#MSBlog: “Cognitive and physical exercise, or loading, exacerbates cognitive fatigue.”
Epub: Claros-Salinas et al. Induction of cognitive fatigue in MS patients through cognitive and physical load. Neuropsychol Rehabil. 2012 Nov.
Objective: To investigate whether cognitive fatigue in MSers is a spontaneous phenomenon or whether it can be provoked or exacerbated through cognitive effort and motor exercise.
Methods: 32 MSers with cognitive fatigue according to the Fatigue Scale for Motor and Cognitive Functions (FSMC ≥ 22) performed attention tests (alertness, selective, and divided attention subtests from the TAP test battery for attention performance) twice during rest (baseline), and before and after treadmill training and cognitive load (a standardised battery of neuropsychological tests lasting 2.5 hours). Subjective exhaustion was assessed with a 10-point rating scale.
Results: Tonic alertness turned out to be the most sensitive test and showed significantly increased reaction times after treadmill training and after cognitive load. MSers’ subjective assessment of exhaustion (10-point rating scale) and the objective test results were discrepant. In contrast, healthy control subjects (N = 20) did not show any decline of performance in the subtest alertness after cognitive or physical load.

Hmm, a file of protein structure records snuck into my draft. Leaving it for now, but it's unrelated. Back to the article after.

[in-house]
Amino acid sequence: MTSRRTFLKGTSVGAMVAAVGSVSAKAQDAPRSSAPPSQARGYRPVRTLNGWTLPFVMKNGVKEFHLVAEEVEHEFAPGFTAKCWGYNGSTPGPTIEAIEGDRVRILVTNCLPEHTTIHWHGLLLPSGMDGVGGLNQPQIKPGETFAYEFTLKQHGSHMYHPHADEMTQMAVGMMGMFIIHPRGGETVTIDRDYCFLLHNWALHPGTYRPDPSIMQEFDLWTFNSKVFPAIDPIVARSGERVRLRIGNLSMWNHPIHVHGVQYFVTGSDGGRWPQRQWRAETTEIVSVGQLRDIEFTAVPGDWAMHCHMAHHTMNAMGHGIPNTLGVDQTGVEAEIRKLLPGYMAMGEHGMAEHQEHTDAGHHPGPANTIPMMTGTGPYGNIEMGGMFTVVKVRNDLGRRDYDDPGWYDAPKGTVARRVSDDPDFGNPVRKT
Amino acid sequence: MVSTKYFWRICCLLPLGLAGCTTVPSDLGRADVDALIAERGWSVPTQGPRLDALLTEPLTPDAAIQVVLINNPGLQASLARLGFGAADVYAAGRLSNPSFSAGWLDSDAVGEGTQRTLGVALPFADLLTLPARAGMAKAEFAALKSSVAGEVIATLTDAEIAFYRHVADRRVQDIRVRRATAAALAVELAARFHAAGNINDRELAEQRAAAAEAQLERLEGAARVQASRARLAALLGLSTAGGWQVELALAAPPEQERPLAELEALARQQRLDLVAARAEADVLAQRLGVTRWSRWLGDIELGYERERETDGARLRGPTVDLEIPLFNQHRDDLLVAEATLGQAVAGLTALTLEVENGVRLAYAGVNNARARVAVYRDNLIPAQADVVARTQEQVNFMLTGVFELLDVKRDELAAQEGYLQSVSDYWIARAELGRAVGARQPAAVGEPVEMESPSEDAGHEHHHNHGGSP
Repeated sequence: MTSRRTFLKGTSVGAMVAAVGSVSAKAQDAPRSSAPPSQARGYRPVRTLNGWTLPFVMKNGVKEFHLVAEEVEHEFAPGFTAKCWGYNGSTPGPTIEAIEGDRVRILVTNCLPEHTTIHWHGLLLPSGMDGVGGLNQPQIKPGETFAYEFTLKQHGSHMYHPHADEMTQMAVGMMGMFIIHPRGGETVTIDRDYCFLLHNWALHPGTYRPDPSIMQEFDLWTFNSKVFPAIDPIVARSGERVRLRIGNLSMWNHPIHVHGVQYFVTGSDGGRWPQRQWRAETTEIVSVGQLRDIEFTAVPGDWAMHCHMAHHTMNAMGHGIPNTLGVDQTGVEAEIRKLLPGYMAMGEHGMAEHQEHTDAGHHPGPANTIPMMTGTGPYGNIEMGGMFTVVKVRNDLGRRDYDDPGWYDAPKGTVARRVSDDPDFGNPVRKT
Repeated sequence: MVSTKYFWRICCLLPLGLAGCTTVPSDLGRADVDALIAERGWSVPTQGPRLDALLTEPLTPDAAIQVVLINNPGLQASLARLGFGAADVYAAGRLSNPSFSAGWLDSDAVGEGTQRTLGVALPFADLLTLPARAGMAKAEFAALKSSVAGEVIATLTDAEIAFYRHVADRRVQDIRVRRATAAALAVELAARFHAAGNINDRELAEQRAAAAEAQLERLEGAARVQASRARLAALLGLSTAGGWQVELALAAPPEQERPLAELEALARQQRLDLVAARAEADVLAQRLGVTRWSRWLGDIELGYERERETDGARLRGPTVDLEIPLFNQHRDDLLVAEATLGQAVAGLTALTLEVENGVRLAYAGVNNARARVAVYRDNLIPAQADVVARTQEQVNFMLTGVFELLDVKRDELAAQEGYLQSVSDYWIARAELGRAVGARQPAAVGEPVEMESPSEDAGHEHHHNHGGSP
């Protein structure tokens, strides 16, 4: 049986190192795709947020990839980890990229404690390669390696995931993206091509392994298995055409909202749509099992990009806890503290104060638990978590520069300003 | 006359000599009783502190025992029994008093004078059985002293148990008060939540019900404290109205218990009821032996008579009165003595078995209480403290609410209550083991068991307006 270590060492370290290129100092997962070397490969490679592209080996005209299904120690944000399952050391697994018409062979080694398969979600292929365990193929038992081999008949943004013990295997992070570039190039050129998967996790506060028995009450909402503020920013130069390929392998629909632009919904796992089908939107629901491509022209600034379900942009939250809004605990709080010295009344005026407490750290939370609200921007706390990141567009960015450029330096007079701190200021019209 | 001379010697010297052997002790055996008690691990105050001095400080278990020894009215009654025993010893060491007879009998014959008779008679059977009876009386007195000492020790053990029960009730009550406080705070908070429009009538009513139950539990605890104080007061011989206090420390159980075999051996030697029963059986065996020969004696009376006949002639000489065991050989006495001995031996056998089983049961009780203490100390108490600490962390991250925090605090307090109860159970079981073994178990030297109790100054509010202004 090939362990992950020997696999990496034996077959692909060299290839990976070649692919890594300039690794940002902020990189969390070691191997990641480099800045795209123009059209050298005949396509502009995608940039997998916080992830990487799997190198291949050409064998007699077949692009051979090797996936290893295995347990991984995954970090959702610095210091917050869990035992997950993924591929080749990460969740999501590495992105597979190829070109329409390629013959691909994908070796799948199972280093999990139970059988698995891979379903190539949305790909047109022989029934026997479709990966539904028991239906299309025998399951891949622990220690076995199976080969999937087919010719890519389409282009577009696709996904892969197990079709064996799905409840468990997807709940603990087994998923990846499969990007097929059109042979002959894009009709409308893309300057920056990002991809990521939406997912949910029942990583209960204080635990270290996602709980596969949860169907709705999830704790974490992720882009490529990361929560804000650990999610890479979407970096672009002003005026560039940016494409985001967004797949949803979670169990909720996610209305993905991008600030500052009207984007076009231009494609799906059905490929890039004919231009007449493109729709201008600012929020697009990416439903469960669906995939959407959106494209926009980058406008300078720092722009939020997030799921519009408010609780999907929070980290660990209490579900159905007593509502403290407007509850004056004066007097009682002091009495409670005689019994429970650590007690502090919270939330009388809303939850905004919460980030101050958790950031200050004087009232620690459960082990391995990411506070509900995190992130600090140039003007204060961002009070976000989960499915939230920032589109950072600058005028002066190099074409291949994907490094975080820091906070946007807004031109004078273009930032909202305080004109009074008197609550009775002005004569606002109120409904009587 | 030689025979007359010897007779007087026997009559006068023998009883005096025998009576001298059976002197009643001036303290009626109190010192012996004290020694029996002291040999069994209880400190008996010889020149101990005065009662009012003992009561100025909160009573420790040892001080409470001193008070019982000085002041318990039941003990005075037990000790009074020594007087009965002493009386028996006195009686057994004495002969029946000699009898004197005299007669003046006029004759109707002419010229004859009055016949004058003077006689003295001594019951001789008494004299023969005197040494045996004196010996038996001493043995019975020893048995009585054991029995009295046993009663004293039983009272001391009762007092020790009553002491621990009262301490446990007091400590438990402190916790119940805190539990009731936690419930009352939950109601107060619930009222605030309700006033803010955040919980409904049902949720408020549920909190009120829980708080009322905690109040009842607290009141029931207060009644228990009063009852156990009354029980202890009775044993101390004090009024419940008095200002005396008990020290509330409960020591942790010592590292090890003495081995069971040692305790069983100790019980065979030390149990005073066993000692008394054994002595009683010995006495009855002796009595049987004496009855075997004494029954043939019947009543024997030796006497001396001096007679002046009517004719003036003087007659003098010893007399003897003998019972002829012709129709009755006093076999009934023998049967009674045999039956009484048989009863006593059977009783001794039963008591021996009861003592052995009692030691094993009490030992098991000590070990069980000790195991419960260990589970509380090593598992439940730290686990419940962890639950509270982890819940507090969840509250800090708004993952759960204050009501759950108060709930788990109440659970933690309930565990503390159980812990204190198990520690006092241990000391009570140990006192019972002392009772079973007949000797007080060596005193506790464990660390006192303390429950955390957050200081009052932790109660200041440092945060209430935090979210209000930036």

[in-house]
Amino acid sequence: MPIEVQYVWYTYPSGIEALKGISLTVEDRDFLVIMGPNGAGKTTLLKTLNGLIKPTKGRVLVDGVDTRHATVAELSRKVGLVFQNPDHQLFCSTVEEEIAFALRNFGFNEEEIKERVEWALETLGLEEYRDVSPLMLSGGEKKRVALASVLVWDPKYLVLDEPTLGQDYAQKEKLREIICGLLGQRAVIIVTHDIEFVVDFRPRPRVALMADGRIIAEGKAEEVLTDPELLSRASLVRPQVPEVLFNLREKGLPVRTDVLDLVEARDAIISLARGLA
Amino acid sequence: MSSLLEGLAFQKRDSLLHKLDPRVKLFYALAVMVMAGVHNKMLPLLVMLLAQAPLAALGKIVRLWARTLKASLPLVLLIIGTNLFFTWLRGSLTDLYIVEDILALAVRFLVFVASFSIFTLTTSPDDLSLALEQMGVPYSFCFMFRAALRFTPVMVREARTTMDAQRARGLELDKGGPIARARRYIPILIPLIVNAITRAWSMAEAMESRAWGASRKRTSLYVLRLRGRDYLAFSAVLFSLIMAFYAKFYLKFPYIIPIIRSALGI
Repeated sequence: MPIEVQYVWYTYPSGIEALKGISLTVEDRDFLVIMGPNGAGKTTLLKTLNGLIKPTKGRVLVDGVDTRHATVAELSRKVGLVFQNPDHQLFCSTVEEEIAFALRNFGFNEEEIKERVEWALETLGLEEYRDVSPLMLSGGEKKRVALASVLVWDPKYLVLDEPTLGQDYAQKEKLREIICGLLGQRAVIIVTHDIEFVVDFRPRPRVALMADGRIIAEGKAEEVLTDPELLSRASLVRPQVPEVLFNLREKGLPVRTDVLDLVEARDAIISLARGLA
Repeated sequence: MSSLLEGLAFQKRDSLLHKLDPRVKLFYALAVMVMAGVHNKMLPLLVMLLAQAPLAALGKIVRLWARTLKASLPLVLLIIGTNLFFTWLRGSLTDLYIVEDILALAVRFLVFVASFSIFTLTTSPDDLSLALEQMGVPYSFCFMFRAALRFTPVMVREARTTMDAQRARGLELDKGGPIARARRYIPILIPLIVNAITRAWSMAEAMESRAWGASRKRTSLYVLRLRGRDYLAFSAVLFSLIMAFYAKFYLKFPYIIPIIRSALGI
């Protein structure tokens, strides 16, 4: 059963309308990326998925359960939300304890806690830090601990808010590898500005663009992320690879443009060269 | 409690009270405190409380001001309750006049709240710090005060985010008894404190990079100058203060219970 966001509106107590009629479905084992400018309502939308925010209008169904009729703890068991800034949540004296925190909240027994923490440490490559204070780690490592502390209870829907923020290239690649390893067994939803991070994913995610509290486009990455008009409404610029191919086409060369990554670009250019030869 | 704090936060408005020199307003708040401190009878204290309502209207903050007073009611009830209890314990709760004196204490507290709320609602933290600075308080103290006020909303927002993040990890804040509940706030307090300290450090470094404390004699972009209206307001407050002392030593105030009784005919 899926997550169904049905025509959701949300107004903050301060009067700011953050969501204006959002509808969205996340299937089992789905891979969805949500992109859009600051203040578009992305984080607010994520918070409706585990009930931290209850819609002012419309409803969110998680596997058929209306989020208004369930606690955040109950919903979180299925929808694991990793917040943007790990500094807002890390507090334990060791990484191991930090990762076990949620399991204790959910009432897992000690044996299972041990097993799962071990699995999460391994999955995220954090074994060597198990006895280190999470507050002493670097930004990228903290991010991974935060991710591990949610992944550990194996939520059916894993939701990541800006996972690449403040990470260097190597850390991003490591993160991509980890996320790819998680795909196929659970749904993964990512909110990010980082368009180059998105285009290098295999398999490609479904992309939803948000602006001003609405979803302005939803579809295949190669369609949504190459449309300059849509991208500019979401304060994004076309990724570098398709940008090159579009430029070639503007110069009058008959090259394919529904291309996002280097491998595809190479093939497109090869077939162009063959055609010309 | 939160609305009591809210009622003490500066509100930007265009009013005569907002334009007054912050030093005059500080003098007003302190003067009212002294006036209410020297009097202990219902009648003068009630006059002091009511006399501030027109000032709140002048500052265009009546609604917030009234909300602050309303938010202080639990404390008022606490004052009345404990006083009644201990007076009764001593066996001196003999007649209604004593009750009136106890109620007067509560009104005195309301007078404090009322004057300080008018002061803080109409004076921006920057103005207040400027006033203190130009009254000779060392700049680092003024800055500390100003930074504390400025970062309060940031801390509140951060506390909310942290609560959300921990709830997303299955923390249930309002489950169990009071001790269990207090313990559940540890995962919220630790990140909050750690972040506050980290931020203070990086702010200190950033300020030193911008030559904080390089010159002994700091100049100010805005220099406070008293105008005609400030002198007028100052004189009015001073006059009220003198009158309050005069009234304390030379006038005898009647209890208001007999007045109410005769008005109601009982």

Conclusion: Data favour the concept that fatigue is induced by physical and mental load. Discrepancies between subjective and objective assessment offer therapeutic options. The common notion of a purely “subjective” lack of physical and/or mental energy should be reconsidered.
“This is a poor study because it is very small and did not include inflammatory controls without central nervous system involvement. In other words could the findings be non-specific due to the effects of inflammation rather than MS? People with active rheumatoid arthritis and other inflammatory syndromes also suffer from significant fatigue.How can we help MSers with fatigue?”
“Step 1: make sure you have good sleep hygiene and are not taking medication that is sedating. Sleep hygiene could be improved by avoiding stimulants or alcohol and not sleeping in the day; treating pain, spasms, restless legs, bladder dysfunction, anxiety and depression. All of these can affect sleep.”
“Step 2: treating your energy levels as being a finite resource that need to rationed; i.e. plan your day and your activities so that you don’t do too many tiring things in one day.”
“Step 3: if you are deconditioned or unfit start a graded aerobic exercise programme; it is counter intuitive but exercise improves energy levels. I usually advise you do this through a physiotherapist.”
“Step 4: enrol yourself on a behavioural therapy programme. This typically teaches your ways of changing your life to cope and deal with your fatigue.”
“Step 5: speak to your neurologist. He/she may be able to prescribe medications that can help for fatigue. Don’t hold your breath there are no licensed therapies for MS-related fatigue. We use drugs off-license with moderate effect and results. The most commonly prescribed drugs are amantadine and modafanil!”
“Please don’t forget that fatigue is a normal physiological phenomenon. So it is normal to get tired! Ask me I feel tired most of the time; generation-F! F for fatigue!”